You might think this is the most important part, and you'd be partially right. For our mics, we copied TWiT, and use the Heil PR-40. At ~$330, it's pricey relative to other mics, but cheap compared to the computer you're plugging it into.
Lesson time. The Heil is a dynamic microphone. Some people use condenser mics, but condenser mics do a horrible job cutting out background sound. Dynamic mics do a good job of only picking up the sound right in front of them. This is key for Carl and I since we're recording from our home offices and have kids and pets.
If you want to hear the difference between a USB headset, and the mics Carl and I use, check out this track that I recorded shortly after getting the Heil:
Our mics are connected to the Alesis IO2 Express. This is what converts the signal from our mics to USB to connect to our computers.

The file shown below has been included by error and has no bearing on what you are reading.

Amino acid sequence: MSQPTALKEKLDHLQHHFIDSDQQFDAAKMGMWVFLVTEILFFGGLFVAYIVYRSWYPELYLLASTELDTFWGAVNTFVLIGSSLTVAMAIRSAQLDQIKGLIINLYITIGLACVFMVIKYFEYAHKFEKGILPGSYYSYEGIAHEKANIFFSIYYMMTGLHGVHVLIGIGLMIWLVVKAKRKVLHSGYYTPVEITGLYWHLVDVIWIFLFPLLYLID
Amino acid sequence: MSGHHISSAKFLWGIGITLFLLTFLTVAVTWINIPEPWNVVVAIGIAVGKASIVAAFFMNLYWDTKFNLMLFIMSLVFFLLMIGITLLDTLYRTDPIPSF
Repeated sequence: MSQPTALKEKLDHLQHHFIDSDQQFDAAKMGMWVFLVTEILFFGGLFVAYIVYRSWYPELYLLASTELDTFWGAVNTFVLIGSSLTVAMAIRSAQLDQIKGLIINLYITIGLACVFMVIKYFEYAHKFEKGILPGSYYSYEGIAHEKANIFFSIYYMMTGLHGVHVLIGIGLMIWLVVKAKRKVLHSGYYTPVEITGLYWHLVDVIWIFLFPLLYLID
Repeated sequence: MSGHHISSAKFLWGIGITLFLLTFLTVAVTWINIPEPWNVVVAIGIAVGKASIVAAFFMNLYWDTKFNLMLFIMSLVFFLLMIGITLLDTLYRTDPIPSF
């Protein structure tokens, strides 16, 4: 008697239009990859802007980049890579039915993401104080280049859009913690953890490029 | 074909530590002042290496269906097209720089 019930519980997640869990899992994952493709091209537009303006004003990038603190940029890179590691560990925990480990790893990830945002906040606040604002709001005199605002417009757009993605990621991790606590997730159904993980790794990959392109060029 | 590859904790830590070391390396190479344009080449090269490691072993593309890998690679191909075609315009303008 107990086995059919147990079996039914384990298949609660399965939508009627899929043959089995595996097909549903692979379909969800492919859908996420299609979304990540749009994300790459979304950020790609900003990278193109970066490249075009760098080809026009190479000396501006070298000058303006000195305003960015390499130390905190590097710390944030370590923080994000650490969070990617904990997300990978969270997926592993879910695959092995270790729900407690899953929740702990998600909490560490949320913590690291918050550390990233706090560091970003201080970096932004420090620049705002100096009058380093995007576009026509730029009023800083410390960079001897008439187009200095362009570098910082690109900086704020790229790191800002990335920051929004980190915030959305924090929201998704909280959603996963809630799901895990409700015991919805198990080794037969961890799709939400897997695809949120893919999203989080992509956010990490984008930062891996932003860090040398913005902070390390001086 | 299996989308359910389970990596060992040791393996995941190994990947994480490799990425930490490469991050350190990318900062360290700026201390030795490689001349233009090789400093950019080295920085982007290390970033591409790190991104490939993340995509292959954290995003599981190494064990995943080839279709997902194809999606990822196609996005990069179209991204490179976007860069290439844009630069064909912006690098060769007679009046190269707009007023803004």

Using an insert cable, we route the mic sound through the Behringer MDX1600 compressor/gate/limiter. This primary serves to "gate" our audio, or essentially turn it off when we're not speaking. This is our first line of defense against barking dogs, screaming kids, and loud keyboards. I now believe this equipment is optional thanks to improved software processing that I'll describe later.
Around 24 hours before we record, we send the guest an email reminder with additional details.
We use Skype to talk to our guests. One lesson learned with Skype is that it auto adjusts your microphone volume by default. It has a tendency to boost the gain if you don't talk for a while. When you start talking again, it blows out the audio, and sounds terrible. I manually adjust this setting by speaking at a normal level, allow it to auto-adjust, and then uncheck the box.
Carl and I both use Callburner to record all sides of the conversation. Since we both have complete copies of the call, we can be fairly confident that even if we have a technical failure, we'll still be able to fall back to a second copy.
We always record our tracks in raw WAV format: